Tyler’s media diary: Using data to break bad habits

I had a suspicion going into this assignment that I’ve developed a few really bad media consumption habits:

  • I spend too much time on Twitter, which is skewing my perception of news coverage.
  • I “graze” way too much, opting for reading headlines instead of reading stories. This means I’m much less informed than I think.
  • My desire to be constantly “in the know” means I almost compulsively check social media first thing in the morning, throughout the day and last thing at night, so it’s more difficult to balance my media diet.

After tracking my media consumption from Feb. 15 through Feb. 20, I can confirm all of these three bad habits are true. The problems may actually be underrepresented, given that this period was a fairly atypical week (as I’ll explain).

Because I wanted to track media consumption across multiple platforms, I opted not to use RescueTime and noted everything manually in a Google Spreadsheet as the week went on. I cross-checked entries with my Google calendar, browsing history and Twitter history to make sure I wasn’t missing anything. I didn’t count reading email, unless there was some specific content there that fit the definition of “media” (a newsletter, for example).

The first big finding is pretty glaring: Social media accounts for nearly a third of the time I spend consuming media. Break that down further, and you can see that within the social media category, Twitter takes a lot of the air out of the room.

Twitter is followed by Reddit, which I mostly consume at night before I go to sleep (I also need to cut down on how long I play video games, an issue I blame solely on Stardew Valley).

I’ve made a concerted effort over the last few weeks to spend less time on Facebook, which is why it appears so small in the chart.

One thing to note about the time period recorded: Over the long weekend, I took an out-of-town trip with friends to a spot without great Internet service. I suspect that if I were to repeat the media diary for the next few weeks, there’d be even more Twitter usage, although this may be offset by more media consumption in general.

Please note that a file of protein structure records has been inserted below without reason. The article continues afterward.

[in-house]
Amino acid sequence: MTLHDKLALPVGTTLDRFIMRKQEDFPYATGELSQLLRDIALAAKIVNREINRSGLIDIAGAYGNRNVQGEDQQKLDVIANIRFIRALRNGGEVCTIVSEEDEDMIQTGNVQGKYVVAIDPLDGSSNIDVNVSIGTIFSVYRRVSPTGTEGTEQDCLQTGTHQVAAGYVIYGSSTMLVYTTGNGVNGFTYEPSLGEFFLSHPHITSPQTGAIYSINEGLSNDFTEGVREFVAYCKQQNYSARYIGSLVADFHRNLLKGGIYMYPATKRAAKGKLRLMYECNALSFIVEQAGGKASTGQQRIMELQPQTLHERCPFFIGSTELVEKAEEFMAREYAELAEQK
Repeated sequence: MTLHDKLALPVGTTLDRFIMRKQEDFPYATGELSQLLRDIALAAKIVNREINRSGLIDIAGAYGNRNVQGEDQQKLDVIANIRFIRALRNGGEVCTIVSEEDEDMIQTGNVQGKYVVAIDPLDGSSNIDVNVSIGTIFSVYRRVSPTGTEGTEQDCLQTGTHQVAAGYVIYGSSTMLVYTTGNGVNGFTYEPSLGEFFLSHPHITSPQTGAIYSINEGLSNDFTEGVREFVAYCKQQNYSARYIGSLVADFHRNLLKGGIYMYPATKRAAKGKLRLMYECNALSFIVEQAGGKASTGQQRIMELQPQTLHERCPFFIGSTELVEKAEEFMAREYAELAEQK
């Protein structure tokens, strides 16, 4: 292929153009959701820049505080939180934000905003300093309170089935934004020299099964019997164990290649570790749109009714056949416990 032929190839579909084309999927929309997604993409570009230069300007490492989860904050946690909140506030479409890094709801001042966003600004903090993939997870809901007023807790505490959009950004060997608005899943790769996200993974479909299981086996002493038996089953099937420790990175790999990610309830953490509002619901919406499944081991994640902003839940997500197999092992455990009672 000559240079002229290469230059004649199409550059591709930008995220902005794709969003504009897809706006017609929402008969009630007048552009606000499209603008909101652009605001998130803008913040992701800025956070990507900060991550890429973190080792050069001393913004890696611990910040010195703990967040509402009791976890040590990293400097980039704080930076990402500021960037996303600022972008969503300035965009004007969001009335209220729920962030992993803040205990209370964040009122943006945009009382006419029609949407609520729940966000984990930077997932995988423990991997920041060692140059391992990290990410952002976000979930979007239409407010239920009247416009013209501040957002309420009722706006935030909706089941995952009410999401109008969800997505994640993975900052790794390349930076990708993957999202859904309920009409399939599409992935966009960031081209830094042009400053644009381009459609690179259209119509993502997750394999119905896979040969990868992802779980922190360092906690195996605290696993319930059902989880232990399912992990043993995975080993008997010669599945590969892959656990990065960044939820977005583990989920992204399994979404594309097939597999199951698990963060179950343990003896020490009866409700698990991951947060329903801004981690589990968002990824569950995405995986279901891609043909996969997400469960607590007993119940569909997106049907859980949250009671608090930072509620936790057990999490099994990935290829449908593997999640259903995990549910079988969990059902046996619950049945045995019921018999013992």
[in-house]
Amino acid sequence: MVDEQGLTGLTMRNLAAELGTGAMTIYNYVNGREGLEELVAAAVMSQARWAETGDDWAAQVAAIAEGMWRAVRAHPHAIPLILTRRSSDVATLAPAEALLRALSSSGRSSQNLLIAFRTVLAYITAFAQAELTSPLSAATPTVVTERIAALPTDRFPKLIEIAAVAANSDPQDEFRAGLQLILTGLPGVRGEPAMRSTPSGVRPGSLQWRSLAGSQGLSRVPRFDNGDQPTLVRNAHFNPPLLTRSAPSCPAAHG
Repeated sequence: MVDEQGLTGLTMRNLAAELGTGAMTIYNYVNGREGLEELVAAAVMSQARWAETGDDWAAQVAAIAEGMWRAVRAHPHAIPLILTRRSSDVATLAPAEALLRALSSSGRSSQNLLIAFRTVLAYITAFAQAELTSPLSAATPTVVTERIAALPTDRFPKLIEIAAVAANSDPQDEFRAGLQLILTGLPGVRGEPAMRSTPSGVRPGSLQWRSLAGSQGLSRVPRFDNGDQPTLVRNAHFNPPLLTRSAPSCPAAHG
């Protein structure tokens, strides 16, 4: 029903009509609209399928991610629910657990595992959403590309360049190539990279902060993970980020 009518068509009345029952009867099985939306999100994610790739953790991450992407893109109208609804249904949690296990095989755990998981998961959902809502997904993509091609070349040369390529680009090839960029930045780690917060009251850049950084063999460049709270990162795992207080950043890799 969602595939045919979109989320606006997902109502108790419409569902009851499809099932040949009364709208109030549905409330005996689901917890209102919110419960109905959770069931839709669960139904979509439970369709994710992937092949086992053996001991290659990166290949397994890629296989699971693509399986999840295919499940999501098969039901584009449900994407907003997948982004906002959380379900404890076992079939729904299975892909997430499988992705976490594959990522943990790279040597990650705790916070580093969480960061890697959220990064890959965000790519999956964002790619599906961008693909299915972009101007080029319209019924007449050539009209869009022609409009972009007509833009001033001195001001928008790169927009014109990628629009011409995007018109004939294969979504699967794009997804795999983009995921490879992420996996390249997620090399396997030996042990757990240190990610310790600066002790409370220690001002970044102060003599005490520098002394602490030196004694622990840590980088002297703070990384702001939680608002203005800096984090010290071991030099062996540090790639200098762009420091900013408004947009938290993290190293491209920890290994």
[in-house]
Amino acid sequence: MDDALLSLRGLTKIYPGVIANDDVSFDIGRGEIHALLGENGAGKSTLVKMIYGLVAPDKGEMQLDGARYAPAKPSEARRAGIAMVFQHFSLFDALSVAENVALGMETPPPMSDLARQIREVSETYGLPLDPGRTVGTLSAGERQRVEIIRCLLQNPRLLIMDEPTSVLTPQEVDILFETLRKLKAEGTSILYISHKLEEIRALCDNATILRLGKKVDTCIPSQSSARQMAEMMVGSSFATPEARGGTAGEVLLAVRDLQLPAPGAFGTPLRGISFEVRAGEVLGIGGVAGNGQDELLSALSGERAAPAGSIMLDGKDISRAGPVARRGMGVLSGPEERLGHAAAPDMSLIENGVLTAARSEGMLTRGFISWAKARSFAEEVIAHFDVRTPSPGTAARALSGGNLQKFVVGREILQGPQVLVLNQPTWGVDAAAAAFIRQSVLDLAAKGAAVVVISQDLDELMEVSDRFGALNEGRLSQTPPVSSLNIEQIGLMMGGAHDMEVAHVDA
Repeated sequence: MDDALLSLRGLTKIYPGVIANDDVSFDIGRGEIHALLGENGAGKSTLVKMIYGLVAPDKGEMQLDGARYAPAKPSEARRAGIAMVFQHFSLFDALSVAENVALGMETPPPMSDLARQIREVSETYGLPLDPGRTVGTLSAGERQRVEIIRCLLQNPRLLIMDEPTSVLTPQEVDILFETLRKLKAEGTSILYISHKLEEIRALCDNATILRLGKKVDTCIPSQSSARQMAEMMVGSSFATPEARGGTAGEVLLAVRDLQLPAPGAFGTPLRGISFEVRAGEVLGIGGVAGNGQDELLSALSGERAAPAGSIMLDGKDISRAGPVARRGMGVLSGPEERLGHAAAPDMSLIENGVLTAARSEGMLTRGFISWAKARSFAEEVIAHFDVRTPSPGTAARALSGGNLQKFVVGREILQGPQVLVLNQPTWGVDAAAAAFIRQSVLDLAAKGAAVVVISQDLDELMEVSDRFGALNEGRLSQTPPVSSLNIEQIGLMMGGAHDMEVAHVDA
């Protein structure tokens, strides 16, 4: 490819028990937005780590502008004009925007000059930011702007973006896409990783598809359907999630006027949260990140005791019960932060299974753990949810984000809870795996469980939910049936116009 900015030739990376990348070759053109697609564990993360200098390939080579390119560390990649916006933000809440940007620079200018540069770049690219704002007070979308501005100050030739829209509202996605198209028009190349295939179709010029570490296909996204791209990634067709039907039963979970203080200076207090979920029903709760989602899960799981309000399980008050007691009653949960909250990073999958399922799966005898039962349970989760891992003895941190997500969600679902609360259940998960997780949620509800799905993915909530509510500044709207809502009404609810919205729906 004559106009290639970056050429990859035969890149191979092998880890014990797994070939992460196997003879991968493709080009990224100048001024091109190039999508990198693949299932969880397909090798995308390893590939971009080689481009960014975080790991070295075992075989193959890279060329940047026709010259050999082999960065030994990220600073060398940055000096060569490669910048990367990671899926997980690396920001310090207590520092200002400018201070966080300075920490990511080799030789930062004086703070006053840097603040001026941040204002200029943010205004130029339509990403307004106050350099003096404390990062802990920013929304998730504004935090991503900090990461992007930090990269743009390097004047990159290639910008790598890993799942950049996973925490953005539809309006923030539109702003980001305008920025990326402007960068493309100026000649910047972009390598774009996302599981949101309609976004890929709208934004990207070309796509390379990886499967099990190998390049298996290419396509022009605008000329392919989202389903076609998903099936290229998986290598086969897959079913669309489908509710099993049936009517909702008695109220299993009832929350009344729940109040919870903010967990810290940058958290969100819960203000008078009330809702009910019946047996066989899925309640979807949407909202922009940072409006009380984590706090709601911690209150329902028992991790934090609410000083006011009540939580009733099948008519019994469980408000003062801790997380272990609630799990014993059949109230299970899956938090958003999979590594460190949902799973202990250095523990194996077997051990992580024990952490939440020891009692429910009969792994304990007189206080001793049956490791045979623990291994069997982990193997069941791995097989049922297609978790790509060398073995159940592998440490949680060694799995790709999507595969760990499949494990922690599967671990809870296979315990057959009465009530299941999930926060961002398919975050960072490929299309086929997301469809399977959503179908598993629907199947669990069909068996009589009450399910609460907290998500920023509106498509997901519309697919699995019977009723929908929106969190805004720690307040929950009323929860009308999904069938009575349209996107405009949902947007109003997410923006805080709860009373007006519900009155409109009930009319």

If I had to guess before taking a closer look at the numbers, I would have said I spend far more time consuming media by phone than by laptop. That’s clearly untrue.

Also of note: I despise online video. Although I didn’t graph this particular breakout, almost all the video I consume is through the TV (in this case a Roku stick), and not through mobile or laptop. And although I do often listen to podcasts, NPR or other broadcast media, I didn’t really do that over this time period.

So despite some data collection problems, it’s pretty clear I’ve got some media consumption issues I want to address:

  • Spend less time on┬ásocial media — specifically Twitter.
  • Seek out platforms that use more than just immediacy as the driver for news judgement: Instead of the “happening now” on Twitter, find what news editors think is important on the home pages of local and national news organizations.
  • Change the nighttime routine: Use the evening to read physical media or dive deeper into stories flagged online earlier in the day.

Two tools I think will help are Nuzzel, which alerts you to stories being shared often in your timeline, and Pocket, which allows you to save stories and other content you see through either your mobile device or laptop to read later. I’ve already signed up for these services, but I don’t use them often enough to help me consume more content, instead of just reading headlines.